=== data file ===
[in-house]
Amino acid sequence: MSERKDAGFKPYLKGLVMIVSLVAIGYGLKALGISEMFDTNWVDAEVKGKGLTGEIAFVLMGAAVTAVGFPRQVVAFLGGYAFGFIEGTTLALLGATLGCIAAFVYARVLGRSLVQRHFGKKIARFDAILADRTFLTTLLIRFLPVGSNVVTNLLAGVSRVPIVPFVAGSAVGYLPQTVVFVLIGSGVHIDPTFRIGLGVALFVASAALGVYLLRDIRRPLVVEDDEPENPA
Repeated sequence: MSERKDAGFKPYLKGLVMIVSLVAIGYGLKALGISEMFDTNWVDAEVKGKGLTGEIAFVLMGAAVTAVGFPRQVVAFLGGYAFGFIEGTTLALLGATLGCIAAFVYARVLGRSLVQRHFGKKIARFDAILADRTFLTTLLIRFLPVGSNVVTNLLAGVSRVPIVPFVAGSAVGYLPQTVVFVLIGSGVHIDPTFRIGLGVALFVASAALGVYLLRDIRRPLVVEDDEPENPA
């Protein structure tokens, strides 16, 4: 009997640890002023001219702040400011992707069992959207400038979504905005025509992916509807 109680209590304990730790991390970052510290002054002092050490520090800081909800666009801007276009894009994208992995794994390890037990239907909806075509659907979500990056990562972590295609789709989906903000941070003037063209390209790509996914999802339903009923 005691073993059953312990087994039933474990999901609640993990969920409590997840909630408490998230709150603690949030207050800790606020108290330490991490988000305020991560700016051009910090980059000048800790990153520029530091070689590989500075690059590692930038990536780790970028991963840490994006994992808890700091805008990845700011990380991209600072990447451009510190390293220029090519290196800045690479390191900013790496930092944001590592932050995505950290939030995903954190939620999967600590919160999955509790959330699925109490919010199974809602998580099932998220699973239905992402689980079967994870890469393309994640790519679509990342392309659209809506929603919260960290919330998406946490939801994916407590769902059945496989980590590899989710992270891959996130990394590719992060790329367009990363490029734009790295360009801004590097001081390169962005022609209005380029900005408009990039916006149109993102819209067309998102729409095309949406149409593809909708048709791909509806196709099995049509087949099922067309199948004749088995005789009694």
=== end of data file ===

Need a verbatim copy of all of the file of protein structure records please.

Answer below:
[in-house]
Amino acid sequence: MSERKDAGFKPYLKGLVMIVSLVAIGYGLKALGISEMFDTNWVDAEVKGKGLTGEIAFVLMGAAVTAVGFPRQVVAFLGGYAFGFIEGTTLALLGATLGCIAAFVYARVLGRSLVQRHFGKKIARFDAILADRTFLTTLLIRFLPVGSNVVTNLLAGVSRVPIVPFVAGSAVGYLPQTVVFVLIGSGVHIDPTFRIGLGVALFVASAALGVYLLRDIRRPLVVEDDEPENPA
Repeated sequence: MSERKDAGFKPYLKGLVMIVSLVAIGYGLKALGISEMFDTNWVDAEVKGKGLTGEIAFVLMGAAVTAVGFPRQVVAFLGGYAFGFIEGTTLALLGATLGCIAAFVYARVLGRSLVQRHFGKKIARFDAILADRTFLTTLLIRFLPVGSNVVTNLLAGVSRVPIVPFVAGSAVGYLPQTVVFVLIGSGVHIDPTFRIGLGVALFVASAALGVYLLRDIRRPLVVEDDEPENPA
């Protein structure tokens, strides 16, 4: 009997640890002023001219702040400011992707069992959207400038979504905005025509992916509807 109680209590304990730790991390970052510290002054002092050490520090800081909800666009801007276009894009994208992995794994390890037990239907909806075509659907979500990056990562972590295609789709989906903000941070003037063209390209790509996914999802339903009923 005691073993059953312990087994039933474990999901609640993990969920409590997840909630408490998230709150603690949030207050800790606020108290330490991490988000305020991560700016051009910090980059000048800790990153520029530091070689590989500075690059590692930038990536780790970028991963840490994006994992808890700091805008990845700011990380991209600072990447451009510190390293220029090519290196800045690479390191900013790496930092944001590592932050995505950290939030995903954190939620999967600590919160999955509790959330699925109490919010199974809602998580099932998220699973239905992402689980079967994870890469393309994640790519679509990342392309659209809506929603919260960290919330998406946490939801994916407590769902059945496989980590590899989710992270891959996130990394590719992060790329367009990363490029734009790295360009801004590097001081390169962005022609209005380029900005408009990039916006149109993102819209067309998102729409095309949406149409593809909708048709791909509806196709099995049509087949099922067309199948004749088995005789009694």